5/8 VILLAGE ARTS SPRING BRUNCH 11am-2pm, Ile Ife Park, 2544 Germantown Ave.  Tickets $50/adult, $25 per school aged child.   “Performances by students from The Village of Arts and Humanities, fabulous food and drinks, explore it for the first time. Silent auction with donations from Garces Restaurant Group, John & Kira’s chocolates and more.”

5/8 EVELYN SANDERS ORCHARD PLANTING, 10am, 3016 Percy St. RAINDATE: May 9 @ 1pm

5/11-13 ADVANCING YOUTH DEVELOPMENT.  “Learn what it takes to be a great youth worker and the theory behind what you do.  Arte Verbrugghe

5/12-14 REINVENTING OLDER COMMUNITIES at Federal Reserve Bank of Philadelphia.  Workshops consider the benefits of gentrification, converting foreclosed housing to condos, whether the poor should own homes, whether green jobs are worthwhile, and whether the Community Reinvestment Act (fair lending practices) is obsolete.  Featured speaker is FED Chairman Ben Bernanke.  President Obama has been invited.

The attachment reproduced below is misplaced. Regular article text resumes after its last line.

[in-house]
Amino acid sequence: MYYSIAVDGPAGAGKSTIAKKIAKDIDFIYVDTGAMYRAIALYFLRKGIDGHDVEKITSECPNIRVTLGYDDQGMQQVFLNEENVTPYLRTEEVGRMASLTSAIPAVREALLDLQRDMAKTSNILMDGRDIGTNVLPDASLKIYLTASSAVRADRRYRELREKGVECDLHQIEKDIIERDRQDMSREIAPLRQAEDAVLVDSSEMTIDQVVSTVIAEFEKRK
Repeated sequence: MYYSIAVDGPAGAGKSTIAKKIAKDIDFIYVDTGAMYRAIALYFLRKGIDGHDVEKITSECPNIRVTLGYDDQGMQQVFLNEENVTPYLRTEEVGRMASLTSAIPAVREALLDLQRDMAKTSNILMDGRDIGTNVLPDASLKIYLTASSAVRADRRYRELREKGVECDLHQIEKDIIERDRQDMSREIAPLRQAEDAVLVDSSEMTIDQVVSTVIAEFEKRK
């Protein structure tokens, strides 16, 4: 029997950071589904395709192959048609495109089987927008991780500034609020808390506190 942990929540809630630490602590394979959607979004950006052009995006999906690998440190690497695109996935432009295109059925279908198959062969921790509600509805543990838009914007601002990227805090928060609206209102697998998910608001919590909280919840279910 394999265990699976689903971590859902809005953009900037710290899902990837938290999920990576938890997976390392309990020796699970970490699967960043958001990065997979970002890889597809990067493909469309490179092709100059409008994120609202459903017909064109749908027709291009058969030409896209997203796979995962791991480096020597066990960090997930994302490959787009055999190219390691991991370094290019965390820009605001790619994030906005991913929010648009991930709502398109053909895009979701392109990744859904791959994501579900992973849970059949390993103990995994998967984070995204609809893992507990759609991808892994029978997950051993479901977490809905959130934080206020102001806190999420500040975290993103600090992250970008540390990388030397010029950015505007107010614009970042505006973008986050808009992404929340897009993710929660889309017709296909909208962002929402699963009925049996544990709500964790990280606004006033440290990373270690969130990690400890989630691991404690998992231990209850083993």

5/15 WOODFORD ORCHARD HARVEST FESTIVAL, 10am NW of 33rd & Dauphin.  Celebrate the strawberry harvest.  Help cleanup and planting, eat grilled gardenburgers, take tour of historic Woodford Mansion.  RAINDATE: May 16 @ 10am

5/15 NOT A DROP TO DRINK! performance by Public Eye: Artists for Animals ”puppetry, film, theater, live music feature the dangers of fracking (drilling for natural gas) .Parade with the cast & crew, large-scale puppets. Children can come to the show dressed as their favorite animals!” 1-2pm performance, 2-3pm parade. Rotunda, 4014 Walnut St.. $5 child, $10 adult.  215-620-2130